Next Monday is Memorial Day, a day that we set aside to remember and honor our fallen warriors.
Next year is a major election year in America.
Both events are as inseparable as the Red, White and Blue colors in Old Glory.
Some time ago I spent time walking through a cemetery in search of the grave of a soldier for a feature story I was working on at the time.
No soldier in particular, just one ... a representative of the hundreds, thousands even, of local folks who answered their country’s call to serve.
The late spring afternoon was stirred by a warm breeze that whispered through the dogwoods in bloom, the pines, oaks, and century-old cedars that surrounded the graveyard on a hillside overlooking a historic church that itself has graced that site for nearly a dozen generations.
It was peaceful and eriely quiet as I walked slowly through row after row of headstones looking for deceased heroes of wars fought long ago.
I found a grave I was searching for. Many more, in fact, than I imagined I would.
There were graves of soldiers from the Revolutionary War, the War Between the States (Civil War) ... World War One ... World War Two ... Korea ... Vietnam ... Desert Shield/Storm ... Iraq ... Afghanistan ... and the peacetime soldiers of the National Guard.
I was awed by their sheer numbers, and thankful, too, that these men and women — most of whom were not much more than teenagers when they left their homes, families, jobs and schools to go and fight wars in faraway places — were true heroes, people of character and conviction who believed in something so strongly that they were willing to die for it.
Many returned alive, safe and sound. Others came home with horrible wounds, scars and disabilities, both physical and emotional.
Scores of others came home in coffins.
The bodies of many were never found, buried forever in unmarked graves on battlefields with names that few people today can even pronounce if they remember them at all.
It is those brave souls that we will pause to remember next Monday.
Remember we must.
We must remember their sacrifices.
We must remember their courage.
We must remember their examples and continue the fight to keep this nation free.
We must drill it into our children and grandchildren so that they also remember, and if and when the time comes, put on the uniform of their nation and do likewise.
And one of the best ways we can honor the sacrificial service of our veteran heroes is to go to the polls and vote ... vote for the man or woman you feel is best suited for the office which they are seeking.
Honestly, folks, I have seen elections where less than 20 percent of the registered voters cast ballots.
Voter apathy is inexcusable, especially when viewed on the big screen, in living color, of the fact that men and women fought, bled, suffered and many died to give us the right to CHOOSE our leaders in free and open elections.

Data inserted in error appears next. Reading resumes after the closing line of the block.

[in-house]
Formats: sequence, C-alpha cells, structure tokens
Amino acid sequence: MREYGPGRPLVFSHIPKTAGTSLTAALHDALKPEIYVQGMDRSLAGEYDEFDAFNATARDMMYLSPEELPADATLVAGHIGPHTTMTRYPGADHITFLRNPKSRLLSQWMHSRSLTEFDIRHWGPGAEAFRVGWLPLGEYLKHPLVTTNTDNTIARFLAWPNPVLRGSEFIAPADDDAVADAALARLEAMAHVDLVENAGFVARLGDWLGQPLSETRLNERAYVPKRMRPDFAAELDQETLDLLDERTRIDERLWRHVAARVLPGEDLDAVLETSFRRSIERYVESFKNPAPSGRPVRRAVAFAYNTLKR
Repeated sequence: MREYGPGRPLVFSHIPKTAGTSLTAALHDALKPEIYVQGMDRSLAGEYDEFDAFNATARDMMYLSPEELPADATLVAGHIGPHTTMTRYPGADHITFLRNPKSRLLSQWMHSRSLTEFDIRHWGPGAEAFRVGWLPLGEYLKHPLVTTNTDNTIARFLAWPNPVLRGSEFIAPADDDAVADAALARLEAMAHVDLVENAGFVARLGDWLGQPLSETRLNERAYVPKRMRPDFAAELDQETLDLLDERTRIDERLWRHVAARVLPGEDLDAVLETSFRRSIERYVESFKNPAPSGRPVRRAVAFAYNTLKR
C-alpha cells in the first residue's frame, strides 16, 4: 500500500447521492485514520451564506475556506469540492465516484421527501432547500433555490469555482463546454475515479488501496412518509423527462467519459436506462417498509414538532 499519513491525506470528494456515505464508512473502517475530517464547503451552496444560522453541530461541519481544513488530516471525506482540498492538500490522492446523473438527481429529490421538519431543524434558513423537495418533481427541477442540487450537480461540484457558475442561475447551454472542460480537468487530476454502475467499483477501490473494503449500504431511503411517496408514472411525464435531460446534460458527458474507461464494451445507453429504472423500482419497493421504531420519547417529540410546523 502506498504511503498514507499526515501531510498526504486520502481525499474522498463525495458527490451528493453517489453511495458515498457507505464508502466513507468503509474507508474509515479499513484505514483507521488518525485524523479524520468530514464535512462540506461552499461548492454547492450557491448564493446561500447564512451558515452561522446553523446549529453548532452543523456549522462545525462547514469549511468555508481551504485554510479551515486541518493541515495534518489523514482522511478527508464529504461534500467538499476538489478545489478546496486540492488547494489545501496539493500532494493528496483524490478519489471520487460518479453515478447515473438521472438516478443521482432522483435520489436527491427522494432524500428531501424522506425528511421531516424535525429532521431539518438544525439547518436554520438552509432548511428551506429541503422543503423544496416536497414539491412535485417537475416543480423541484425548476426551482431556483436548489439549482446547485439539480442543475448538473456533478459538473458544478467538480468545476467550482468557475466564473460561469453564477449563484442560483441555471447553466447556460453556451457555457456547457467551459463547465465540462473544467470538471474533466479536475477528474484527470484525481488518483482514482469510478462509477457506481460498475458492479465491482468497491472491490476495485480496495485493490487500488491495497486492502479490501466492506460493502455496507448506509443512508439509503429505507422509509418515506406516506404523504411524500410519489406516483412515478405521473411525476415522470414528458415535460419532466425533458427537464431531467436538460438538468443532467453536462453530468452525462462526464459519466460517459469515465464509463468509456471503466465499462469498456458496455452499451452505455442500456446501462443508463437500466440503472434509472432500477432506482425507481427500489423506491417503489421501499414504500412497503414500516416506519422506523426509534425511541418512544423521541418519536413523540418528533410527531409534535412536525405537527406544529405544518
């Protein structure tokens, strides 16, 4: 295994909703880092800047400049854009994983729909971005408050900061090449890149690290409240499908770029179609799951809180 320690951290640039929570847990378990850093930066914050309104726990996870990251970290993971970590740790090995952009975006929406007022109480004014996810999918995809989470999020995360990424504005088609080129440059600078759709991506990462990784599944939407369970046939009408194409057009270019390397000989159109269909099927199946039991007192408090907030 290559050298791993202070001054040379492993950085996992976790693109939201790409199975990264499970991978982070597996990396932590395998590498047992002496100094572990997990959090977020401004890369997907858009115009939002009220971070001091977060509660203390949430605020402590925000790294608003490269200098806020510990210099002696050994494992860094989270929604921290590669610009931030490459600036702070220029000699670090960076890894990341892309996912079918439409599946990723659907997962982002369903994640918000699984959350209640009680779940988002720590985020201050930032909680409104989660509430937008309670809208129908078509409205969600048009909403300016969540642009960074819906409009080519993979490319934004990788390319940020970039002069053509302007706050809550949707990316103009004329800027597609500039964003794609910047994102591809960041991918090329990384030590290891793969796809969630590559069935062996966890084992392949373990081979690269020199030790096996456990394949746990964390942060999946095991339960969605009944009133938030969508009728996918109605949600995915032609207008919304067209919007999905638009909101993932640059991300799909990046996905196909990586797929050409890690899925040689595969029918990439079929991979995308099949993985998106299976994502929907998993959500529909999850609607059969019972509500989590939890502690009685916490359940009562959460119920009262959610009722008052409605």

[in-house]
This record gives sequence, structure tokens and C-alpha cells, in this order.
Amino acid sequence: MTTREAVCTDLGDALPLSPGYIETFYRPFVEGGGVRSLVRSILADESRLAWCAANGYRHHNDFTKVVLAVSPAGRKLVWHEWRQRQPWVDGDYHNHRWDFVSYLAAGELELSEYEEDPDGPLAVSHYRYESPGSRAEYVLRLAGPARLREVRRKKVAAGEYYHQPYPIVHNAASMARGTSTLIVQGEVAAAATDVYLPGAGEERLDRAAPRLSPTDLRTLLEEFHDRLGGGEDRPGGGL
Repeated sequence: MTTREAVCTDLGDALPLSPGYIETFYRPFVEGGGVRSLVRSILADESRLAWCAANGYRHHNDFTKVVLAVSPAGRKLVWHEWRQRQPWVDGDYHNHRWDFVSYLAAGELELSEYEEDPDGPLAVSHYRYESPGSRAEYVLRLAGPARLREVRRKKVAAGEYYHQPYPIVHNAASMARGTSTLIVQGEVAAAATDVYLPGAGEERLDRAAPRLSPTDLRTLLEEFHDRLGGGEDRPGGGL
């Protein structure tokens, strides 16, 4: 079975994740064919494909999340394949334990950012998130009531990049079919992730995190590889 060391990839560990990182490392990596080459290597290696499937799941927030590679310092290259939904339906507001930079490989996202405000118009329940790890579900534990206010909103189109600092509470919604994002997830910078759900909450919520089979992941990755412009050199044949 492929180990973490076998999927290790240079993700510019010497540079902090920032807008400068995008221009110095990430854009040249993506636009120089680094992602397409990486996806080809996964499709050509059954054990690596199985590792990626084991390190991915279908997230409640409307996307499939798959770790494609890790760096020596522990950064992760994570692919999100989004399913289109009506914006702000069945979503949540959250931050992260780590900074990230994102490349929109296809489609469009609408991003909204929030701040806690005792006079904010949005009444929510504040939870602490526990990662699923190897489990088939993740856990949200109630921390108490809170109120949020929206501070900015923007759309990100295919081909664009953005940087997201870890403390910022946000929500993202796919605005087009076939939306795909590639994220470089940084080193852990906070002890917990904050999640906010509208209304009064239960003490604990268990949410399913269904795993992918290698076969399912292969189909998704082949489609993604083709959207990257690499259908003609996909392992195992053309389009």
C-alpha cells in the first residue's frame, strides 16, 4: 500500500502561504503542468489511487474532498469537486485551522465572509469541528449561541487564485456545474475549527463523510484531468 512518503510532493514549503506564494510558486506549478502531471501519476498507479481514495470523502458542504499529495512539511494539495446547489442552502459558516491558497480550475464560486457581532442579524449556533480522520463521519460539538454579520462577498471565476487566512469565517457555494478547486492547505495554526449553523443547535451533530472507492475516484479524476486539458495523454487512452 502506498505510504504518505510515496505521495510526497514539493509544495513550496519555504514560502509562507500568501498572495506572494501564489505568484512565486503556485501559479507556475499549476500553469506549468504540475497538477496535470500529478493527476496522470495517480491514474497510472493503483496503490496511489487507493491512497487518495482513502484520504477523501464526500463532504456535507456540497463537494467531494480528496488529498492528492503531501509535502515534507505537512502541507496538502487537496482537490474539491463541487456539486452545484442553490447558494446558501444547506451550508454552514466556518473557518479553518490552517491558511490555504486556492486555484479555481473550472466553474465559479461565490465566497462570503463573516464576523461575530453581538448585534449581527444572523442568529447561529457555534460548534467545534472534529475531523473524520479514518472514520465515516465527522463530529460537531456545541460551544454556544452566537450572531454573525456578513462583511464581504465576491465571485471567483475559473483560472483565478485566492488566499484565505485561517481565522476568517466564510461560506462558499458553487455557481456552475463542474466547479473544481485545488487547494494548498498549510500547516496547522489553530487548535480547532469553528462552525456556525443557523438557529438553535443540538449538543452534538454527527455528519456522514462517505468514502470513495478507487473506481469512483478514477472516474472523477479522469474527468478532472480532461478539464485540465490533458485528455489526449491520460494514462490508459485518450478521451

Neither I nor this newspaper would ever be so presumptuous as to tell our readers whom to vote for.
We will, however, say this ... if you aren’t seriously ill, have an unexpected family emergency, or are otherwise providentially hindered, there is no excuse for anyone’s failure to vote. I have heard the tired old excuses ... “I was out of town on election day” ... “I was busy” ... “I didn’t think about it” ...
Blah, blah, blah.
Excuses, excuses, excuses.
Early Voting, or absentee voting, allows persons to vote weeks in advance.
Work schedules aren’t an excuse either since most states have laws that allow workers time off to vote. In Tennessee, the polls open early and close late, so on-site voting shouldn’t be a problem either.
The bottom line is this ... if you are a registered voter and consciously choose to thumb your nose at a right those soldiers gave you, a right that millions of oppressed people around the world would literally give anything to have — you should be ashamed of yourself.
If you are of legal voting age and aren’t registered to vote, why not?
I have little tolerance for anyone who deliberately turns their back on that privilege. Sorry if that sounds cold but, as I stood looking at those soldiers’ graves, I was overcome with a deep, lonely, sadness at how far into the septic tank of left-wing, liberal, socialistic insanity our country has fallen in recent years, largely because of voter apathy, an uninformed public, and just sheer ignorance of historical truths, and I wondered ... if those dead soldiers could rise up out of their graves and speak to today’s generation, what would they say?
Honestly, some might not want to hear what they would say and hang their heads in shame because their words would likely sting.
When we neglect the blood-bought right to exercise the right to choose our leaders at every level — local, district, state and national — we are insulting and spitting on the graves of every veteran who now rest in graveyards just like the one I visited recently, and the living veterans whose service we will honor on Veteran’s Day.
On Monday, pause to remember our deceased military heroes, then on election days, honor their memory by striking a blow of your own for freedom by voting.
God bless our veterans ... past and present, living or deceased.
We are eternally grateful and thankful for their service and sacrifice.